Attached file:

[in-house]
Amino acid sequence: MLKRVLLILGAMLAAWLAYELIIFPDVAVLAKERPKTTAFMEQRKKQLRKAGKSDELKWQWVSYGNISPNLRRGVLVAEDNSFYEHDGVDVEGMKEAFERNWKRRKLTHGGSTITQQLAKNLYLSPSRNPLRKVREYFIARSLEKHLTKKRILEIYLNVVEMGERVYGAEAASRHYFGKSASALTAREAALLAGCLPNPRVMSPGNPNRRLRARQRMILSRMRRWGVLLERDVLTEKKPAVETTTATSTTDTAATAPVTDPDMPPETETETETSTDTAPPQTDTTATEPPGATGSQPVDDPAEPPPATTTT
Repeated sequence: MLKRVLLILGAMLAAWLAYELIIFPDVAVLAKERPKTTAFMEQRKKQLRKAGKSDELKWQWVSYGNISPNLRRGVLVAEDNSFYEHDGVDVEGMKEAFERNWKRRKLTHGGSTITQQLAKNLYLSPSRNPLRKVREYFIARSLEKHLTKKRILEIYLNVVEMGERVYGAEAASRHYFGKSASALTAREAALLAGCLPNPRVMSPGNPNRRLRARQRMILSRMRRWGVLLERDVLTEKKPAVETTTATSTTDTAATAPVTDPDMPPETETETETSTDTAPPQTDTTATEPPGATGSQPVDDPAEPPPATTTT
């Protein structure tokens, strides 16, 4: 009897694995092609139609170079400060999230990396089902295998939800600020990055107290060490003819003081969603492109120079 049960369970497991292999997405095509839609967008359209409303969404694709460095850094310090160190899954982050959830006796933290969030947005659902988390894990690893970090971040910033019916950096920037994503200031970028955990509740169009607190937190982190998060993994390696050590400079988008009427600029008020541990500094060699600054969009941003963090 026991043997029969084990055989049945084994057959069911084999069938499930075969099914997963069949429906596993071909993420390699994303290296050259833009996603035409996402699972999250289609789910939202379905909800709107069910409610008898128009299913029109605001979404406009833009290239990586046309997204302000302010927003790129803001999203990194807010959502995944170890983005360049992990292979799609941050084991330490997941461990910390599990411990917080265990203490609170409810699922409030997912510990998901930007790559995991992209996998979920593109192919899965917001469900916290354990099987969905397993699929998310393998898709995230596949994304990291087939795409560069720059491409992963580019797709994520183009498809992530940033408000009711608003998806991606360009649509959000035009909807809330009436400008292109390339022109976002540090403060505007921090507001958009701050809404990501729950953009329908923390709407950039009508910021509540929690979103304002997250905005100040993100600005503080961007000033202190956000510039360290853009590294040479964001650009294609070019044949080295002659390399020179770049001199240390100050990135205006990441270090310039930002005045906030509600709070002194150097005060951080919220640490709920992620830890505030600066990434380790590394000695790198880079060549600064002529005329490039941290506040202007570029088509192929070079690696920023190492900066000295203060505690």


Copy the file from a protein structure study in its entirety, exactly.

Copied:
[in-house]
Amino acid sequence: MLKRVLLILGAMLAAWLAYELIIFPDVAVLAKERPKTTAFMEQRKKQLRKAGKSDELKWQWVSYGNISPNLRRGVLVAEDNSFYEHDGVDVEGMKEAFERNWKRRKLTHGGSTITQQLAKNLYLSPSRNPLRKVREYFIARSLEKHLTKKRILEIYLNVVEMGERVYGAEAASRHYFGKSASALTAREAALLAGCLPNPRVMSPGNPNRRLRARQRMILSRMRRWGVLLERDVLTEKKPAVETTTATSTTDTAATAPVTDPDMPPETETETETSTDTAPPQTDTTATEPPGATGSQPVDDPAEPPPATTTT
Repeated sequence: MLKRVLLILGAMLAAWLAYELIIFPDVAVLAKERPKTTAFMEQRKKQLRKAGKSDELKWQWVSYGNISPNLRRGVLVAEDNSFYEHDGVDVEGMKEAFERNWKRRKLTHGGSTITQQLAKNLYLSPSRNPLRKVREYFIARSLEKHLTKKRILEIYLNVVEMGERVYGAEAASRHYFGKSASALTAREAALLAGCLPNPRVMSPGNPNRRLRARQRMILSRMRRWGVLLERDVLTEKKPAVETTTATSTTDTAATAPVTDPDMPPETETETETSTDTAPPQTDTTATEPPGATGSQPVDDPAEPPPATTTT
């Protein structure tokens, strides 16, 4: 009897694995092609139609170079400060999230990396089902295998939800600020990055107290060490003819003081969603492109120079 049960369970497991292999997405095509839609967008359209409303969404694709460095850094310090160190899954982050959830006796933290969030947005659902988390894990690893970090971040910033019916950096920037994503200031970028955990509740169009607190937190982190998060993994390696050590400079988008009427600029008020541990500094060699600054969009941003963090 026991043997029969084990055989049945084994057959069911084999069938499930075969099914997963069949429906596993071909993420390699994303290296050259833009996603035409996402699972999250289609789910939202379905909800709107069910409610008898128009299913029109605001979404406009833009290239990586046309997204302000302010927003790129803001999203990194807010959502995944170890983005360049992990292979799609941050084991330490997941461990910390599990411990917080265990203490609170409810699922409030997912510990998901930007790559995991992209996998979920593109192919899965917001469900916290354990099987969905397993699929998310393998898709995230596949994304990291087939795409560069720059491409992963580019797709994520183009498809992530940033408000009711608003998806991606360009649509959000035009909807809330009436400008292109390339022109976002540090403060505007921090507001958009701050809404990501729950953009329908923390709407950039009508910021509540929690979103304002997250905005100040993100600005503080961007000033202190956000510039360290853009590294040479964001650009294609070019044949080295002659390399020179770049001199240390100050990135205006990441270090310039930002005045906030509600709070002194150097005060951080919220640490709920992620830890505030600066990434380790590394000695790198880079060549600064002529005329490039941290506040202007570029088509192929070079690696920023190492900066000295203060505690």